Long before the conjured cinematic world of fictional narratives emerged, there were groundbreaking filmmakers objectively capturing the true wonders of the real world. It has been over 100 years since the documentary genre was born, a period that has seen the emergence of such masters as Dziga Vertoz (Man with a Movie Camera, 1929); Leni Riefenstahl (Triumph of The Will, 1935)D.A. Pennebaker (Don't Look Back, 1967); Frederick Wiseman (Titicut Follies, 1967); Albert and David Maysles (Salesman, 1969; Gimme Shelter, 1970; Grey Gardens, 1975); Chris Marker (Sans soleil, 1983); Claude Lanzmann (Shoah, 1985); and, Errol Morris (The Thin Blue Line, 1989; The Fog of War, 2003). But what does the term ‘documentary’ mean to the modern practitioners of the factual film? SCREEN-SPACE asked eight of the filmmakers screening their latest at the 2017 Melbourne Documentary Film Festival to finish the sentence, “Documentary is…” 

DOCUMENTARY IS.… “a format to shine a light, investigate the truth, record history and celebrate amazing people and places while entertaining with style. #MakeADifference”
C. FITZ, Dir:  JEWEL CATCH ONE (pictured, above; C. Fitz, left, with Jewel Thais Williams. Photo: Michael Owen Baker, LA Times)
From the MDFF program: With 4 strikes against her (black, female, poor and a lesbian), our trailblazer, Jewel Thais-Williams, helped changed laws, save lives and influence communities across Los Angeles, California as she opened her legendary nightclub's door for 42 years.

DOCUMENTARY IS.… “a passion of mine. I love the stories, the real stories. The challenge to make a film in this genre has been one I’d aspired to for many years. I took another passion of mine, music, and decided I wanted to give it a shot. I honestly had an epiphany to make this film. I wanted to make this film.”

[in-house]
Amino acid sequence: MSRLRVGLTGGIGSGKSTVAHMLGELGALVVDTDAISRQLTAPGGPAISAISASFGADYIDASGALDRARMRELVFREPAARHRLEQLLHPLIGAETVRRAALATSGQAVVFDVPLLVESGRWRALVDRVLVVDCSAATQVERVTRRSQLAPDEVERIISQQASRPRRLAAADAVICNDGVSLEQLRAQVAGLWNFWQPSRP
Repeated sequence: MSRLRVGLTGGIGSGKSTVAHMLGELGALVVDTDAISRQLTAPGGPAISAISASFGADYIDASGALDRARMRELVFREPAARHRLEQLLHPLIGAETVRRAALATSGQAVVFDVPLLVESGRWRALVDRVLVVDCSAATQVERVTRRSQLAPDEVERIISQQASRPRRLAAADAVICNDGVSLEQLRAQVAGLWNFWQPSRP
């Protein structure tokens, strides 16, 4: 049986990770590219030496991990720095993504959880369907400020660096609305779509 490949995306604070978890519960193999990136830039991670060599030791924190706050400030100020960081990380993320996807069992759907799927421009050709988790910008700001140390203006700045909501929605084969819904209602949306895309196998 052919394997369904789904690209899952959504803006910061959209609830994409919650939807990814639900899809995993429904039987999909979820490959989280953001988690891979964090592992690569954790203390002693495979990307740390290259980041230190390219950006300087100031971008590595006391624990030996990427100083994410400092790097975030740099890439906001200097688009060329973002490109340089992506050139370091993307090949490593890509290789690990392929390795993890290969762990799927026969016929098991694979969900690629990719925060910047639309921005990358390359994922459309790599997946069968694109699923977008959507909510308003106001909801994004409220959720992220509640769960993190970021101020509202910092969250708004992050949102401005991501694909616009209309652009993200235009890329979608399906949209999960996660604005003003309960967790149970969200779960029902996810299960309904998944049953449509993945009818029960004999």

PATRICK BUCHANAN, Dir: LUNAR ORBIT
From the MDFF program: Lunar Orbit takes us deep into the Ultraworld of the pioneers of ambient house music. We explore The Orb's unique creative process with unprecedented studio access and delve into the story behind the music. 

DOCUMENTARY IS…. “imagining how situations will unfold then aligning yourself to capture the action.”
MAT DE KONING, Dir: MEAL TICKETS (pictured, right: Koning, left, during production in 2010).
From the MDFF program: The lives of high school band mates and their roadie who dedicate their twenties to seeking success in the music industry. From Perth to New York, Melbourne to Los Angeles we are given a back stage pass to the gigs, the tour, the conflicts and indulgences. 

DOCUMENTARY IS. “taking action. And by action I don't necessarily mean, being an activist. At some post-film discussions people call me an activist and I am quick to correct them. I consider myself more of an engaged citizen. Activist, to me, often means someone so angry (often rightly so) about an issue that I can't really have a conversation with them. So for me, documentary is taking action--but that action can be as simple as listening, asking good questions, asking dumb questions, moving in a direction to better understand something.” 
THOMAS BENA, Dir: ONE BIG HOME
From the MDFF program: On the tiny island of Martha’s Vineyard, where presidents and celebrities vacation, trophy homes threaten to destroy the islands unique character. Twelve years in the making, One Big Home follows one carpenters journey to understand the trend toward giant houses. When he feels complicit in wrecking the place he calls home, he takes off his tool belt and picks up a camera.

 

DOCUMENTARY IS…. “storytelling that can have a social impact. It can humanise an issue so people can connect, be moved and take action.”
BELINDA MASON, Dir: CONSTANCE ON THE EDGE
From the MDFF program: One family. Two wars. Three countries. What does it take to forge a new life far from home? Filmed over 10 years, Constance on The Edge is an unflinchingly honest portrayal of one refugee family’s resettlement story in Australia.